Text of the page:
Payton is planning on applying for a Wexner Center for the Arts internship for the 2021-2022 academic year. She is also very interested in securing a research assistant position for her sophomore or junior year. She is considering taking an Excel course to become certified in the skill as she expects in could help her in the job search.

As a first generation college student, Payton was recommended to apply to be a First Year Experience Peer Leader. The job would entail running freshmen orientation and assisting first year students with their transition to Ohio State. I’ve recently been accepted for the position for the 2021-2022 academic year. I recommended she apply for next year as I thought she would be a good fit and could gain a lot from the experience. (Have you had the chance to explore your desired career through internships, field experience, etc.?)

Payton lives in the “connector” hallway of the ACES living-learning community. Her hallmates are all very close and enjoy being able to live so close together. Payton has continued to remain close with her roommate. While they are disappointed that one of their neighbors moved home to take online classes this semester they are hopeful that they will have as much fun and connection in their living- learning community as in the fall. (Have you enjoyed the ACES living-learning community in Smith-Steeb? Why or why not?)

We discussed the challenges of online learning and the transition back to in person. as a first year Payton has only had the opportunity to take classes under pandemic circumstances. She is concerned that while her grades are strong she isn’t really learning content. This is a particular worry for her pre-major and major courses. I shared with her that I was feeling the same and new of many others who were also concerned. I mentioned that I found making study guides helpful for retaining the content. She said that she did to and it was helpful for her in her bio course. (What kind of study habits have you developed? Did they work successfully in the fall?)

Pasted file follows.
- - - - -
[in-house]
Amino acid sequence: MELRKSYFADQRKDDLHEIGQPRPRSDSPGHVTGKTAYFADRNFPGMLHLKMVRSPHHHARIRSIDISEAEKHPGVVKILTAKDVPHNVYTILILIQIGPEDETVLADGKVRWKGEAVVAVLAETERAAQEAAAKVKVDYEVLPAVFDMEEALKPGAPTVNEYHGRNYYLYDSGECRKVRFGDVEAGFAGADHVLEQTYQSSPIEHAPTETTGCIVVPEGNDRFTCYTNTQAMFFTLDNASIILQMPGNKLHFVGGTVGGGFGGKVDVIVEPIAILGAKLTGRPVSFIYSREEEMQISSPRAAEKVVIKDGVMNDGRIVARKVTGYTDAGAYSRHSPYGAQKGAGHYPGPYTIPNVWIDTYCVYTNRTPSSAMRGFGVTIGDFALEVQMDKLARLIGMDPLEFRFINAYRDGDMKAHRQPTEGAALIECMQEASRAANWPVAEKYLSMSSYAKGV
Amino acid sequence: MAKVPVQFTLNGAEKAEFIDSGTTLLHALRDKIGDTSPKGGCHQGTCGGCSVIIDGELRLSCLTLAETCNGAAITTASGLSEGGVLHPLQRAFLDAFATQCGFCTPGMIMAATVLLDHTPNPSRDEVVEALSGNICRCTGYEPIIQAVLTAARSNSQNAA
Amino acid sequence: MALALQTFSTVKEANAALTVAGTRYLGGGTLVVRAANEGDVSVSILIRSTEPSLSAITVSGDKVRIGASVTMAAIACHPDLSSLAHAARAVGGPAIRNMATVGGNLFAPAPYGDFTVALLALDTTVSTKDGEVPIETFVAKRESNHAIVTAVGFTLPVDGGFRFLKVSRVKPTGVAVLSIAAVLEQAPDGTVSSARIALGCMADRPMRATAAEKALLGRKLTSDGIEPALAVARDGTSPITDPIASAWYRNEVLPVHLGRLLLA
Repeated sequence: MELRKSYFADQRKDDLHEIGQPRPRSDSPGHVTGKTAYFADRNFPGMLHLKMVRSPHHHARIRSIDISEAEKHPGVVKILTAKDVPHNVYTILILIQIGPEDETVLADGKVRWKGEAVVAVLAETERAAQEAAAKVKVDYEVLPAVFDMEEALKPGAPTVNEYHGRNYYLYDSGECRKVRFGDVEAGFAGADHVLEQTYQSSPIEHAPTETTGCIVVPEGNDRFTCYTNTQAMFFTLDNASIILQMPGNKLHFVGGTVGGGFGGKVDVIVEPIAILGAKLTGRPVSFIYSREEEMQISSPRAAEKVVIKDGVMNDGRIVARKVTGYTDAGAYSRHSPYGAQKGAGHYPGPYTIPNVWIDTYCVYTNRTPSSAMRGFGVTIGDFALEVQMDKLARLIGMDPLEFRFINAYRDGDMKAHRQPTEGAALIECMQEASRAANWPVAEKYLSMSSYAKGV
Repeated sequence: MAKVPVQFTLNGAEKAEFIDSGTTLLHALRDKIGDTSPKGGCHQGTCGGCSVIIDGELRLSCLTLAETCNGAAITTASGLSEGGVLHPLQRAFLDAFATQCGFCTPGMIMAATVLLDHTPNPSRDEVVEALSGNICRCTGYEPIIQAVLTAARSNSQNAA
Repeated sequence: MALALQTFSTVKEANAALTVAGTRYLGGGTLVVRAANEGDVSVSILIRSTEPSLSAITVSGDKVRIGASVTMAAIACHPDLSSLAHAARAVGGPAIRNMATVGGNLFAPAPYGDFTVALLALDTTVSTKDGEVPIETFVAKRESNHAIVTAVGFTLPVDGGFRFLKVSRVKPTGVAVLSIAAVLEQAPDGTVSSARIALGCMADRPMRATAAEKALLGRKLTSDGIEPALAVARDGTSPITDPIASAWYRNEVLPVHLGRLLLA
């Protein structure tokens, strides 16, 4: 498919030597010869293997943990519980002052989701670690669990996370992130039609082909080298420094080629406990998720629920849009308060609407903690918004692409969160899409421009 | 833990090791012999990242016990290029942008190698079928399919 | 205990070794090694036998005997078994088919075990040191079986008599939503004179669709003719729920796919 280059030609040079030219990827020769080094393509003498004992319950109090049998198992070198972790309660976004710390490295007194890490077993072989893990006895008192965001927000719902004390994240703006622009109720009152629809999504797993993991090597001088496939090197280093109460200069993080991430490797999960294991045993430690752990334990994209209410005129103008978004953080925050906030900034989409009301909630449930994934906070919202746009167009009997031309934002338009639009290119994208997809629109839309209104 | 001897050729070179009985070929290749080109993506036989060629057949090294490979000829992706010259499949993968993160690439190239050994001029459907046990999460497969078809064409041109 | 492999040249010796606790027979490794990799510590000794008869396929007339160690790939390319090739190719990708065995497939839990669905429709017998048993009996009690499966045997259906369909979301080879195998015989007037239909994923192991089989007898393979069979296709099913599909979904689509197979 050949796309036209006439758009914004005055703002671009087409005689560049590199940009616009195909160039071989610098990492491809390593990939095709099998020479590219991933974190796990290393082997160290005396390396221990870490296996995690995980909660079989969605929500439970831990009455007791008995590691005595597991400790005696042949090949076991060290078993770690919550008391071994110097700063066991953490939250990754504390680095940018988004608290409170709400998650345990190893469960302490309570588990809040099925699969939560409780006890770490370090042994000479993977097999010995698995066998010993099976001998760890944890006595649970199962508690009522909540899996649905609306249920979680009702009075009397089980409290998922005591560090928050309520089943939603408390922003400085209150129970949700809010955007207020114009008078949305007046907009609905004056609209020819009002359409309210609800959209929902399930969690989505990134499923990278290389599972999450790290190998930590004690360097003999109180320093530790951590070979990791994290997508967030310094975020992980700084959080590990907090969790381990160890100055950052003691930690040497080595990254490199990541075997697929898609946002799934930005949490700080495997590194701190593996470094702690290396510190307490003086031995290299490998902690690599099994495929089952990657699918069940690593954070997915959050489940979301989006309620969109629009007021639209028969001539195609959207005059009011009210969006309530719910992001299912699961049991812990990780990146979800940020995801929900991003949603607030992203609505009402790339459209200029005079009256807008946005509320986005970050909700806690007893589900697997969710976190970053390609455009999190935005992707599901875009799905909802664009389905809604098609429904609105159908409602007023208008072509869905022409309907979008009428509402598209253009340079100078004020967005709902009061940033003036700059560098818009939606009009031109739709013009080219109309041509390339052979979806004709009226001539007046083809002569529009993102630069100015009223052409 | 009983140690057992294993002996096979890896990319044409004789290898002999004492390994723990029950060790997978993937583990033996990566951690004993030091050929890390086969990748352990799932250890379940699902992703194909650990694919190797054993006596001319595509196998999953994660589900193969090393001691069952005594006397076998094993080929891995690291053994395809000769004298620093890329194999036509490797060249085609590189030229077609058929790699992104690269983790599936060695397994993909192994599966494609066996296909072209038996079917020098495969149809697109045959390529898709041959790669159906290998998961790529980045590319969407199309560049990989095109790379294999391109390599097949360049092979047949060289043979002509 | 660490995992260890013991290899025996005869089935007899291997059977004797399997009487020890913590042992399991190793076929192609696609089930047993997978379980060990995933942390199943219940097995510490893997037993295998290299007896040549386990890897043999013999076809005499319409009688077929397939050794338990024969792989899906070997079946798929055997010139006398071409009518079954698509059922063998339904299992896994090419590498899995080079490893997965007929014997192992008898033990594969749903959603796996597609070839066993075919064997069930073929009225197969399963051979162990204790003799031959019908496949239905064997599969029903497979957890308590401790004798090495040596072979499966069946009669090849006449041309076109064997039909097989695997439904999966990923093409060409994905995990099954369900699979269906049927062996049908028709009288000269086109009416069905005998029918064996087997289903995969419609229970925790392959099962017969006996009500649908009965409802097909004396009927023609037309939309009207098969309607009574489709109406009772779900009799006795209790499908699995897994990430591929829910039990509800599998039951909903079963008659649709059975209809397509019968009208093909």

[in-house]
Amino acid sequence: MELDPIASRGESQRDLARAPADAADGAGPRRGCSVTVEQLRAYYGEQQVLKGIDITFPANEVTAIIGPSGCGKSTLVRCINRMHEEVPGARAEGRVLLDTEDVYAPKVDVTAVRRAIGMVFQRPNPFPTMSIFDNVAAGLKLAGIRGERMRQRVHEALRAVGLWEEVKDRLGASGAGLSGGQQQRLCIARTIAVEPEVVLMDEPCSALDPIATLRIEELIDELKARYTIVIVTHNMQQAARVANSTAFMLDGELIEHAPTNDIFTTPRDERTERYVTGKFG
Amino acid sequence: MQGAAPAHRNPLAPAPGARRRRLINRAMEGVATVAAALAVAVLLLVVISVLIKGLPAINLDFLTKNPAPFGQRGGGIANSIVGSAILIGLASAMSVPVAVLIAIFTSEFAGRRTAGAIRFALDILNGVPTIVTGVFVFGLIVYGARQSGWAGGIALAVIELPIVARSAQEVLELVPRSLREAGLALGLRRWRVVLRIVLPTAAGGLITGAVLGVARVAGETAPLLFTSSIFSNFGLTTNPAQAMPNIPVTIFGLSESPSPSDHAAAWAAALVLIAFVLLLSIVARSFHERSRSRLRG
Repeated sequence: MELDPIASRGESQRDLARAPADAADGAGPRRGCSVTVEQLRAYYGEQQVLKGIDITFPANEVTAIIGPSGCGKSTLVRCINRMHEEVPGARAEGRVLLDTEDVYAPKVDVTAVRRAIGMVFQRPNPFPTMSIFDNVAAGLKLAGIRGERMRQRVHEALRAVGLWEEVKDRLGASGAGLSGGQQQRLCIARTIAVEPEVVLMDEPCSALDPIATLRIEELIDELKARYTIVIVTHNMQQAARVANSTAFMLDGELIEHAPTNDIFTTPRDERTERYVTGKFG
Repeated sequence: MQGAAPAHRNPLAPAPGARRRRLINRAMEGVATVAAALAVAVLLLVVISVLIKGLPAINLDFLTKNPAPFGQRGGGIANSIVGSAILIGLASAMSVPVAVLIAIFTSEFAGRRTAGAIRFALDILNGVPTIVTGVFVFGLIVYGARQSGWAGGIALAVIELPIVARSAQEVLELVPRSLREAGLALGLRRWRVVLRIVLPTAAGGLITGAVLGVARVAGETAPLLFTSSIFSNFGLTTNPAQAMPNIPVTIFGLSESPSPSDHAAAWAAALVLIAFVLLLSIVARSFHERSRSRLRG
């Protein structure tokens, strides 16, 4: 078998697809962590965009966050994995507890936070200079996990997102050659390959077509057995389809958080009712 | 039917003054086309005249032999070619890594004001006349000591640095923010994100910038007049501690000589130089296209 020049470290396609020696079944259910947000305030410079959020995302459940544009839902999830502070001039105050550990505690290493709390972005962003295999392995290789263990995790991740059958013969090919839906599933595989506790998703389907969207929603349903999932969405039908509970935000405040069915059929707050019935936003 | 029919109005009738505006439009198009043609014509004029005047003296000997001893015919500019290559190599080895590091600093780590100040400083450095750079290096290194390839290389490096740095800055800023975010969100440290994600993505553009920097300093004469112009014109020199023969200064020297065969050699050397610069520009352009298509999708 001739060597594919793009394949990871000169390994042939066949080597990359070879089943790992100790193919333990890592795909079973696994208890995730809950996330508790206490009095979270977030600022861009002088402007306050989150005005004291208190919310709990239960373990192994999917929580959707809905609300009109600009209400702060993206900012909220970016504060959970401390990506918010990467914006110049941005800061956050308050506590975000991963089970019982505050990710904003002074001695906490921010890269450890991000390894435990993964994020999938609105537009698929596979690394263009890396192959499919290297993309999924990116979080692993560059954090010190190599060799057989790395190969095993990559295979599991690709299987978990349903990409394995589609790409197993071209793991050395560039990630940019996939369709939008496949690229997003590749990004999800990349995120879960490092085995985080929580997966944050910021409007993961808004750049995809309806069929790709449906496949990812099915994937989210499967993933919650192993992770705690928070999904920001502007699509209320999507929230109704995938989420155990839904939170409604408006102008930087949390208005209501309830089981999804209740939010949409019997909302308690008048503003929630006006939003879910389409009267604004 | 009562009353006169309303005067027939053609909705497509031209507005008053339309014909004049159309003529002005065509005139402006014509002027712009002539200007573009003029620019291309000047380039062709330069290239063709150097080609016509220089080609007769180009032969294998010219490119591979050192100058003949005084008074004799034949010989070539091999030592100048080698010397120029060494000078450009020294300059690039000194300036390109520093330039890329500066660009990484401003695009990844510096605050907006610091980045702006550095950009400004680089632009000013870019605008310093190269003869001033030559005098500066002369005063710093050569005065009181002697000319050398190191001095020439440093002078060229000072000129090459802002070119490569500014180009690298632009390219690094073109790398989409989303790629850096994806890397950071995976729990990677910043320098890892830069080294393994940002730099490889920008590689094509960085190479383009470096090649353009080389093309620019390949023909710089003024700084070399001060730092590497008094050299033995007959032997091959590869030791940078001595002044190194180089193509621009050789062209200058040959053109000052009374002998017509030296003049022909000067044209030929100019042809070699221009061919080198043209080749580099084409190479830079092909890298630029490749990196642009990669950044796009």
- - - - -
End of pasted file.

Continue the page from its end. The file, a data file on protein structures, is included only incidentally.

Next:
Payton has joined CHAARGE, Changing Health, Attitudes, and Actions to Recreate Girls. The student org provides opportunities for students to learn about health and fitness. Payton participates in a small group that meets over Zoom to complete at home workouts together. She’s enjoyed trying different types of exercise. Most recently they had a yoga session which she liked much more than she expected to.  (How have you gotten involved on campus?)

For the rest of the semester Payton plans to stay involved in her student orgs, be proactive in her academics and seek professional development opportunities. (What kind of goals have you set for yourself for this semester?)

Supporting Literacy in a Junior High Class for Students with ASD

In autumn of 2020 I was placed in a self contained junior high class at Haugland Learning Center (HLC) through Ohio State’s First Education Experience Program. The course culminated in the presentation of a semester long service learning project. For my service project I supported literacy instruction in my CP’s Reading and Language Arts classes through lesson planning.

View Project Here